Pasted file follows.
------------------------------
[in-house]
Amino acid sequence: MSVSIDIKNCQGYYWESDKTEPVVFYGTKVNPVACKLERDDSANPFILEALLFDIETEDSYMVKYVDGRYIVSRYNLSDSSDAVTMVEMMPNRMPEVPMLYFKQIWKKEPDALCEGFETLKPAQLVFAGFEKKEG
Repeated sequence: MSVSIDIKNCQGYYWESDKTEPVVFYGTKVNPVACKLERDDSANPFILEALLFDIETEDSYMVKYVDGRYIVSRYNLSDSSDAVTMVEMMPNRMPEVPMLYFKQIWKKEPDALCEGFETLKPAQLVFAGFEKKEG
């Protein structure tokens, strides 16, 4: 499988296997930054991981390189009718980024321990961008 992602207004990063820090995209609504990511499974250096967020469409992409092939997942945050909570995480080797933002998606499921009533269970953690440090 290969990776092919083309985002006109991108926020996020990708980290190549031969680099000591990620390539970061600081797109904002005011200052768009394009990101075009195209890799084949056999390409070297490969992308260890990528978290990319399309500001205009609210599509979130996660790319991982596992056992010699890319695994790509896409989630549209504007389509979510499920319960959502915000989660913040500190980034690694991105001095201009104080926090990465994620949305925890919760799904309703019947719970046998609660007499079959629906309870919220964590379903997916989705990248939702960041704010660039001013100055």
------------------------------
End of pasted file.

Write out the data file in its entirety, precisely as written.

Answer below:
[in-house]
Amino acid sequence: MSVSIDIKNCQGYYWESDKTEPVVFYGTKVNPVACKLERDDSANPFILEALLFDIETEDSYMVKYVDGRYIVSRYNLSDSSDAVTMVEMMPNRMPEVPMLYFKQIWKKEPDALCEGFETLKPAQLVFAGFEKKEG
Repeated sequence: MSVSIDIKNCQGYYWESDKTEPVVFYGTKVNPVACKLERDDSANPFILEALLFDIETEDSYMVKYVDGRYIVSRYNLSDSSDAVTMVEMMPNRMPEVPMLYFKQIWKKEPDALCEGFETLKPAQLVFAGFEKKEG
């Protein structure tokens, strides 16, 4: 499988296997930054991981390189009718980024321990961008 992602207004990063820090995209609504990511499974250096967020469409992409092939997942945050909570995480080797933002998606499921009533269970953690440090 290969990776092919083309985002006109991108926020996020990708980290190549031969680099000591990620390539970061600081797109904002005011200052768009394009990101075009195209890799084949056999390409070297490969992308260890990528978290990319399309500001205009609210599509979130996660790319991982596992056992010699890319695994790509896409989630549209504007389509979510499920319960959502915000989660913040500190980034690694991105001095201009104080926090990465994620949305925890919760799904309703019947719970046998609660007499079959629906309870919220964590379903997916989705990248939702960041704010660039001013100055």